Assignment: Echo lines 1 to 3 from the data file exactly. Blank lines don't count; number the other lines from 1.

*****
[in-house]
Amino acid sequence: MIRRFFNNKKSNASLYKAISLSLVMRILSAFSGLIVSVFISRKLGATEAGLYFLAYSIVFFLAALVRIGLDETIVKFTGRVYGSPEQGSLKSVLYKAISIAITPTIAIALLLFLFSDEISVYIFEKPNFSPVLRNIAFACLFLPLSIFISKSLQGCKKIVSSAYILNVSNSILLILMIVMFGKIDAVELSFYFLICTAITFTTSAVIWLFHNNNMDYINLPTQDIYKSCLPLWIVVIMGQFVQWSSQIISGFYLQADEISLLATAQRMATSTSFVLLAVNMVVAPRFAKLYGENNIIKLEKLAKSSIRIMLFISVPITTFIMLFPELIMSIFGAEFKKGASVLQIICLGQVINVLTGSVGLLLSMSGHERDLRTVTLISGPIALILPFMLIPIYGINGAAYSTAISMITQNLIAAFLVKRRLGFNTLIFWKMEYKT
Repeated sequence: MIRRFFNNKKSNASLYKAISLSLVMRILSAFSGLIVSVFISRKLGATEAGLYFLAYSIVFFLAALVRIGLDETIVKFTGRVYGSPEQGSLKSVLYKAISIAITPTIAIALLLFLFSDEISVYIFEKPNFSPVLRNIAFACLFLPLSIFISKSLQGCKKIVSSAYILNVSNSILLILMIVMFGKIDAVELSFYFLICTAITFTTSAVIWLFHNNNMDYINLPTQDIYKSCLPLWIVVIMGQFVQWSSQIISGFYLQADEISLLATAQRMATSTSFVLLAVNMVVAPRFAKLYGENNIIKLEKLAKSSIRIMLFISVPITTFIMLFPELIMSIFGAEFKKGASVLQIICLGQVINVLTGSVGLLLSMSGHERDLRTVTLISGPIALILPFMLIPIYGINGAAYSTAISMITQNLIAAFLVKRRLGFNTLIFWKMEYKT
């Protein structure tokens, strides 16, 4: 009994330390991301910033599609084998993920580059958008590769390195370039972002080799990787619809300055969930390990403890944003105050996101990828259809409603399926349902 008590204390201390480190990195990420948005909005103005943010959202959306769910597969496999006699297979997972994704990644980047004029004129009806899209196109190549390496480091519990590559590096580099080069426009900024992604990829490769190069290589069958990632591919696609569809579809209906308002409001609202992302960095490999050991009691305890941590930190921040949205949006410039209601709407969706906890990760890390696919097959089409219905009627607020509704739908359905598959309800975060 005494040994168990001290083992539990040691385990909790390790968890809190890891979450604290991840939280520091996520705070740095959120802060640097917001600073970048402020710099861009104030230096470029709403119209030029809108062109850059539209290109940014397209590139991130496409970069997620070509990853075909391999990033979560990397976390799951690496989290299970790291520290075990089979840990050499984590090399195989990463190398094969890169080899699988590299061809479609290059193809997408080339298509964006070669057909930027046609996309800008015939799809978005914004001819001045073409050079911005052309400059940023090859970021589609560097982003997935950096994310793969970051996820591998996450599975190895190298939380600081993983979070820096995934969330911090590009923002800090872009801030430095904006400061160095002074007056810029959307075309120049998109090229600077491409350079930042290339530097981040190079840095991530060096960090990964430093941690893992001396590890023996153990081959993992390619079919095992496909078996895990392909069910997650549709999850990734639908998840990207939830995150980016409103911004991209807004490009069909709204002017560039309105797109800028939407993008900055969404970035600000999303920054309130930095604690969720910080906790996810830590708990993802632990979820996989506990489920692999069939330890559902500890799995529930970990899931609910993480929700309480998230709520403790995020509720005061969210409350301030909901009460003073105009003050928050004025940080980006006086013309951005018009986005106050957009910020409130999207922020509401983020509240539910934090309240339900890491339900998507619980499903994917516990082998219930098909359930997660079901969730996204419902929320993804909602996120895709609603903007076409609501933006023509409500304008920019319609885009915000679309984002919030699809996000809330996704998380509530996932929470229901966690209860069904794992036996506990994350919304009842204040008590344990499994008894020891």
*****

[in-house]
Amino acid sequence: MIRRFFNNKKSNASLYKAISLSLVMRILSAFSGLIVSVFISRKLGATEAGLYFLAYSIVFFLAALVRIGLDETIVKFTGRVYGSPEQGSLKSVLYKAISIAITPTIAIALLLFLFSDEISVYIFEKPNFSPVLRNIAFACLFLPLSIFISKSLQGCKKIVSSAYILNVSNSILLILMIVMFGKIDAVELSFYFLICTAITFTTSAVIWLFHNNNMDYINLPTQDIYKSCLPLWIVVIMGQFVQWSSQIISGFYLQADEISLLATAQRMATSTSFVLLAVNMVVAPRFAKLYGENNIIKLEKLAKSSIRIMLFISVPITTFIMLFPELIMSIFGAEFKKGASVLQIICLGQVINVLTGSVGLLLSMSGHERDLRTVTLISGPIALILPFMLIPIYGINGAAYSTAISMITQNLIAAFLVKRRLGFNTLIFWKMEYKT
Repeated sequence: MIRRFFNNKKSNASLYKAISLSLVMRILSAFSGLIVSVFISRKLGATEAGLYFLAYSIVFFLAALVRIGLDETIVKFTGRVYGSPEQGSLKSVLYKAISIAITPTIAIALLLFLFSDEISVYIFEKPNFSPVLRNIAFACLFLPLSIFISKSLQGCKKIVSSAYILNVSNSILLILMIVMFGKIDAVELSFYFLICTAITFTTSAVIWLFHNNNMDYINLPTQDIYKSCLPLWIVVIMGQFVQWSSQIISGFYLQADEISLLATAQRMATSTSFVLLAVNMVVAPRFAKLYGENNIIKLEKLAKSSIRIMLFISVPITTFIMLFPELIMSIFGAEFKKGASVLQIICLGQVINVLTGSVGLLLSMSGHERDLRTVTLISGPIALILPFMLIPIYGINGAAYSTAISMITQNLIAAFLVKRRLGFNTLIFWKMEYKT